More than one in six people are concerned that the world will end this week, on Dec. 21, according to a survey of concerns and regrets going into the coming apocalypse—or, failing that, 2013—by data backup service Backblaze.
This astounds me. Not that a data backup service would do a survey of things that stress people out (losing files on their computers, of course, was a leader in the concerns of those surveyed, concerning 74 percent of those surveyed), but that so many people are worried about the world ending next Friday.
I mean, using those statistics, there are at least two people that I've walked past in our building that may either stockpiling goods or have already begun plans to drink until the the moon crashes into the planet, or whatever.
From the press release accompanying these statistics:
“While this survey was commissioned as a bit tongue-in-cheek, at Backblaze we hear from people every day who feel as though their world is collapsing when they have lost precious files, photos and documents. We founded Backblaze because we recognized the importance of helping people have a ‘backup plan’ to ensure that every piece of data, no matter the size, is continuously, safely and securely backed up.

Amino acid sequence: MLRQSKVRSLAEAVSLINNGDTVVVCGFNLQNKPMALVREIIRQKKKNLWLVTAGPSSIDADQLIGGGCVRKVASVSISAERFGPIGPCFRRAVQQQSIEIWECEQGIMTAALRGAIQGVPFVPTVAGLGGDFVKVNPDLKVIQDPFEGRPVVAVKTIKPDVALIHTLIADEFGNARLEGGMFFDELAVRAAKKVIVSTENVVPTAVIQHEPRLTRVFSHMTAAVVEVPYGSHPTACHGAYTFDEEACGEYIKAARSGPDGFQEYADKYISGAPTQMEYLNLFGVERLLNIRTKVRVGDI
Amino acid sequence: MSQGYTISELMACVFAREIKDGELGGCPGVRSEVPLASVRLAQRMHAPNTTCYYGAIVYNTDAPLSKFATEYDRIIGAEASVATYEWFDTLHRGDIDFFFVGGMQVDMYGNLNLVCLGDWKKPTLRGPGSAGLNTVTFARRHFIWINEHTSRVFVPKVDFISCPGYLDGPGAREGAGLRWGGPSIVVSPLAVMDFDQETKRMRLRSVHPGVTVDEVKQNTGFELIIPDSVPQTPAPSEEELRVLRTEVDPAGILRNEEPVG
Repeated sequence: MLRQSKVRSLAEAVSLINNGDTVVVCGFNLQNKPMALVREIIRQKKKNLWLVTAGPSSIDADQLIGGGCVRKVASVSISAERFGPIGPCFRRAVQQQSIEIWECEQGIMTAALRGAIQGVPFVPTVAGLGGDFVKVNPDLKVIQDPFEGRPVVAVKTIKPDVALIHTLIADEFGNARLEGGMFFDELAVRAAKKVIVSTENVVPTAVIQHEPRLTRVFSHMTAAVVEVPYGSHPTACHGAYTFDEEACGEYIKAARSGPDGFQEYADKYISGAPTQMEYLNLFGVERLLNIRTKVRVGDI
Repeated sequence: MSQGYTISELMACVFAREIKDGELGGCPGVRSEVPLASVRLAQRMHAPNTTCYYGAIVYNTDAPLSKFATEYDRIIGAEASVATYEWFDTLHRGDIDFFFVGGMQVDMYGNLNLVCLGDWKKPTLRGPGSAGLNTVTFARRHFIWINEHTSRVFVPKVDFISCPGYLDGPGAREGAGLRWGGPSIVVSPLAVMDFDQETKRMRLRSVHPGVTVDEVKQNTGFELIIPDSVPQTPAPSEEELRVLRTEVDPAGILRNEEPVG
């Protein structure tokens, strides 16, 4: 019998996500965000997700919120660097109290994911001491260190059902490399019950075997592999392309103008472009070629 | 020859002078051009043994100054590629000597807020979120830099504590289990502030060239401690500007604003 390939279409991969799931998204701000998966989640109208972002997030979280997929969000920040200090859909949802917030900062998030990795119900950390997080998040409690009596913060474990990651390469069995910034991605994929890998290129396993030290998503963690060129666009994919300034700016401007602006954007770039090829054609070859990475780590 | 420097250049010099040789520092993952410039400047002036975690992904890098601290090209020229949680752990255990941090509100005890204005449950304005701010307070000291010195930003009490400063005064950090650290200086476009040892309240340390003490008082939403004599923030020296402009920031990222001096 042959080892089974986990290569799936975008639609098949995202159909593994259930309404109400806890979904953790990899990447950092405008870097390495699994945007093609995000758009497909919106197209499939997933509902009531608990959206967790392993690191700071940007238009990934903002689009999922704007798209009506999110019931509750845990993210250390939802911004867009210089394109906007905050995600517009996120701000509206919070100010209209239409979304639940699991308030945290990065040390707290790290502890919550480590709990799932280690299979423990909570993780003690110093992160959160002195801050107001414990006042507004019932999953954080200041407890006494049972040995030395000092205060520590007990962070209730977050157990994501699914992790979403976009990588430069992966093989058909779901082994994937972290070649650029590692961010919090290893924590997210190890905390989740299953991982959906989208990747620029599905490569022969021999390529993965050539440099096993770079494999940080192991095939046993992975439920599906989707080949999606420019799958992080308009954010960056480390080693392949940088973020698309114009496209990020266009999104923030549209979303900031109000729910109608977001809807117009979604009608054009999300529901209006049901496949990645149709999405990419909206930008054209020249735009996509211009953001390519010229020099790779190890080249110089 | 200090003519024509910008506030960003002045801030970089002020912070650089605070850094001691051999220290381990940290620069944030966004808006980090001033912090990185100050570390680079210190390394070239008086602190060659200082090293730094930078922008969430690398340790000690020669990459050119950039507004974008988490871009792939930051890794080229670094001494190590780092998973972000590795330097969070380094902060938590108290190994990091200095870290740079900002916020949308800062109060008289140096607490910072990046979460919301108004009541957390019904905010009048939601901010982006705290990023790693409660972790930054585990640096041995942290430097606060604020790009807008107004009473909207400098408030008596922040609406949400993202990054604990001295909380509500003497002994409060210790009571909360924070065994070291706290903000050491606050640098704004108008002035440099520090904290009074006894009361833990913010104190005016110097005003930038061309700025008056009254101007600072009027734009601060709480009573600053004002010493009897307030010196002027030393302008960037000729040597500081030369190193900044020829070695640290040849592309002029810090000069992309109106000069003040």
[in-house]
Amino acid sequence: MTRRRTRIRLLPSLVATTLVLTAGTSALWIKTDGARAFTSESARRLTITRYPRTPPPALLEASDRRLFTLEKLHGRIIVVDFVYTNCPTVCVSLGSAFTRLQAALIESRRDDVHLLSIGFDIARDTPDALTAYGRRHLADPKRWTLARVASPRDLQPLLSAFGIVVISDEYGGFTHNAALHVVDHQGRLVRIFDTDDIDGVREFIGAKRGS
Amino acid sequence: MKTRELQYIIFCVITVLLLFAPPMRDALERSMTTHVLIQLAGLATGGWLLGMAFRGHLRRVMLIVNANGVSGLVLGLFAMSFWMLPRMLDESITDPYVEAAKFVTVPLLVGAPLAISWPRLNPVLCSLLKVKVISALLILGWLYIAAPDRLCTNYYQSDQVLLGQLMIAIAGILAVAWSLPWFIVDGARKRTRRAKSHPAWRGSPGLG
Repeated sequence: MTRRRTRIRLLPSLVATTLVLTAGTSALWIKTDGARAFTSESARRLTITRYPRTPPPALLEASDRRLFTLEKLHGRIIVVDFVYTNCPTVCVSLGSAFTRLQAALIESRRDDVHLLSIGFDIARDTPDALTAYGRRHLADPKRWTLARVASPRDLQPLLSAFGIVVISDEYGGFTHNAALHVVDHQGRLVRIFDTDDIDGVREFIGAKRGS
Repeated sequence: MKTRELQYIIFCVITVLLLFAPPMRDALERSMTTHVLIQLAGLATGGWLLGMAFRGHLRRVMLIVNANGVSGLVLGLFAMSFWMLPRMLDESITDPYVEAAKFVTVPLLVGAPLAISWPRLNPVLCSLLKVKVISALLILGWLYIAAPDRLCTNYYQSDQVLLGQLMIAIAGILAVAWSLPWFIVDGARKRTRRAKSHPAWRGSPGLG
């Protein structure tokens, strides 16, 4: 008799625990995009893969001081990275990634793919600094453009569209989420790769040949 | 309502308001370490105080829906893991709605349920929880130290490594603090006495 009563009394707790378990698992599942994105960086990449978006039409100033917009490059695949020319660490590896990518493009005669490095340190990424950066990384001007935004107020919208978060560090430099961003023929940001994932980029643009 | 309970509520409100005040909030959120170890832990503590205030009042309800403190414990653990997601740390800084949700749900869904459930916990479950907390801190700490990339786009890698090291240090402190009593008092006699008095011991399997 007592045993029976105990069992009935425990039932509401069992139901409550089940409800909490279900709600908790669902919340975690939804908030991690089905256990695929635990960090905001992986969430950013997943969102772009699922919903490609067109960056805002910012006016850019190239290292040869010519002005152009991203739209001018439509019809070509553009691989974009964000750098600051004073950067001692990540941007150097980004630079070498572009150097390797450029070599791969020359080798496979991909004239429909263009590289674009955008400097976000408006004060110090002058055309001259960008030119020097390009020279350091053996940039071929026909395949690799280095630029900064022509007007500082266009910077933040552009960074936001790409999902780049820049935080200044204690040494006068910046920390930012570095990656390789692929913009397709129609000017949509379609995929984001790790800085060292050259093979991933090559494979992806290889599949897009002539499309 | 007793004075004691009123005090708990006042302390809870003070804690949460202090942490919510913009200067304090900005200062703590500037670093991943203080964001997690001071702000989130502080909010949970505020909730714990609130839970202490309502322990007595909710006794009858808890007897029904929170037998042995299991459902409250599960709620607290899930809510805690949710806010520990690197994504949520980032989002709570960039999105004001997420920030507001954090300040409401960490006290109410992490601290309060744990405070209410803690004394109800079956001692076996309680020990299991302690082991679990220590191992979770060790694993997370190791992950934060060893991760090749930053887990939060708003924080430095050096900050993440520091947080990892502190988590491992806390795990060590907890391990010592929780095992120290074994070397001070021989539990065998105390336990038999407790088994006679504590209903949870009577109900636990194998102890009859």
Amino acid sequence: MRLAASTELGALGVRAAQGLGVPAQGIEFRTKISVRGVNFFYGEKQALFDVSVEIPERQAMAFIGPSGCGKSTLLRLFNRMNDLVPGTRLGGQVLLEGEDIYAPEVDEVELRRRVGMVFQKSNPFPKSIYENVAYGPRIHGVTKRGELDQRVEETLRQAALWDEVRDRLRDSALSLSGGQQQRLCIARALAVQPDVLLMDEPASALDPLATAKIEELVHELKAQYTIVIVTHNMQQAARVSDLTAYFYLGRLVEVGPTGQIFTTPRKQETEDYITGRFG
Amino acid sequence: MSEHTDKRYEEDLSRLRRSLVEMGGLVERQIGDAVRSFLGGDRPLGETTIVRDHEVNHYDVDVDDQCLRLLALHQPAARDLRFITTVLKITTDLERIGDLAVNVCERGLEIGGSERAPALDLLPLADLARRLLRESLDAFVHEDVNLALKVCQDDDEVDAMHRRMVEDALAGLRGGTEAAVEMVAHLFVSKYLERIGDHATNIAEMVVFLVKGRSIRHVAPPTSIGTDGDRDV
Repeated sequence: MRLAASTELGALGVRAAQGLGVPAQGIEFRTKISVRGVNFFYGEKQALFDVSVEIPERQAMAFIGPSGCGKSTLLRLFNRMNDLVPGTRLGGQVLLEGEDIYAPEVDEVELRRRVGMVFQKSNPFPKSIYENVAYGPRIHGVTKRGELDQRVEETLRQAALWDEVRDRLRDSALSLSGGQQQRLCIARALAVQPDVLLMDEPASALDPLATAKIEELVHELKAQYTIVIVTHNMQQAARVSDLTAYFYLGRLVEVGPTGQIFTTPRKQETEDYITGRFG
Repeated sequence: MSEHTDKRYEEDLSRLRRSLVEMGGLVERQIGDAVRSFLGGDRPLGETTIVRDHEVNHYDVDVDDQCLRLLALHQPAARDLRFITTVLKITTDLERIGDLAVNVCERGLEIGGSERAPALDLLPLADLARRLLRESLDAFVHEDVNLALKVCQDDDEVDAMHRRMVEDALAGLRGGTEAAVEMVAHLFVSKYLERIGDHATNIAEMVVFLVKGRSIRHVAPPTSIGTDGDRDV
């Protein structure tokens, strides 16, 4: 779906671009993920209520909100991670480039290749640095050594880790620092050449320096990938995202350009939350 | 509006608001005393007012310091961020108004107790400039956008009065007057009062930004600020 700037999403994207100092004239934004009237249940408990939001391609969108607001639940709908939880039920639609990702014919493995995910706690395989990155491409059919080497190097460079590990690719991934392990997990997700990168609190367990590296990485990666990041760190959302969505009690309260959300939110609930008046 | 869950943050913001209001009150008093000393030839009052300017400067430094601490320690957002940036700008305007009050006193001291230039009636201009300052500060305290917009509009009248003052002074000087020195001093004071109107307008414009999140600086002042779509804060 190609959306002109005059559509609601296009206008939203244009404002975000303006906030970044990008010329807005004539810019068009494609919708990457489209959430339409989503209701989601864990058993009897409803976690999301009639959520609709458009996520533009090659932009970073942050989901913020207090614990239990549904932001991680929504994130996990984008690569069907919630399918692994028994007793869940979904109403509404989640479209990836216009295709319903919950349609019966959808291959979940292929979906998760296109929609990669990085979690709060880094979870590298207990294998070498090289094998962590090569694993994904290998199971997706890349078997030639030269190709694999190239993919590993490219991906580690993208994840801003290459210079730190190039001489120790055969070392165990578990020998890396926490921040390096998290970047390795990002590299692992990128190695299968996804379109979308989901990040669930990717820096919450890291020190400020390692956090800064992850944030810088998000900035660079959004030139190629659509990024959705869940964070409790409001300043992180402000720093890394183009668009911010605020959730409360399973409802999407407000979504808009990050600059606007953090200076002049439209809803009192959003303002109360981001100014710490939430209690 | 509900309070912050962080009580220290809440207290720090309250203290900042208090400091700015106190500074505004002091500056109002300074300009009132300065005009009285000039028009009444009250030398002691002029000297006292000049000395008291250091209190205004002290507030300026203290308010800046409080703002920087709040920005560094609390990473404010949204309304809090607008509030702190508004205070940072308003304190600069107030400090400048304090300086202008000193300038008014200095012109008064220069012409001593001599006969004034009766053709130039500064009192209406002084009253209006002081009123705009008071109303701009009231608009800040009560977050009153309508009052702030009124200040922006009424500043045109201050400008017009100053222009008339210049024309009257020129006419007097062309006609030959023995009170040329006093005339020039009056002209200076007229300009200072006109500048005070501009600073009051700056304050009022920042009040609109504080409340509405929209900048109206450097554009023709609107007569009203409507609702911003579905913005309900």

We had a surge of customers recently that we were able to help rebuild their digital life following loss and damage to their computers from Hurricane Sandy. This study demonstrates just how devastating losing files on one’s computer can be,” said Gleb Budman, CEO and co-founder of Backblaze.
When asked if the apocalypse were truly coming on this date, what regrets would people have, if any, 70% reported that they would have some regret. Not traveling more was cited most often by U.S. adults with nearly one-third (32%) reporting to have this regret, which was followed closely by those who regretted not spending more time with their families (30%). Nearly one in four people (23%) reported that they would regret not following their dreams and spending too much time worrying about money (22%). And one in four men (25%) would regret not having had more sex if the Mayan prediction proves true. Interestingly, only 10% of women surveyed would have the same regret.
So the takeaways here: Gleb (which is derived from an Old Norse name meaning "heir of god") is a badass name; a significant amount of the population appears to have missed stories such as this one from National Geographic; and there are going to be an awful lot of dudes taking out Craigslist ads for sex parties in the coming weeks.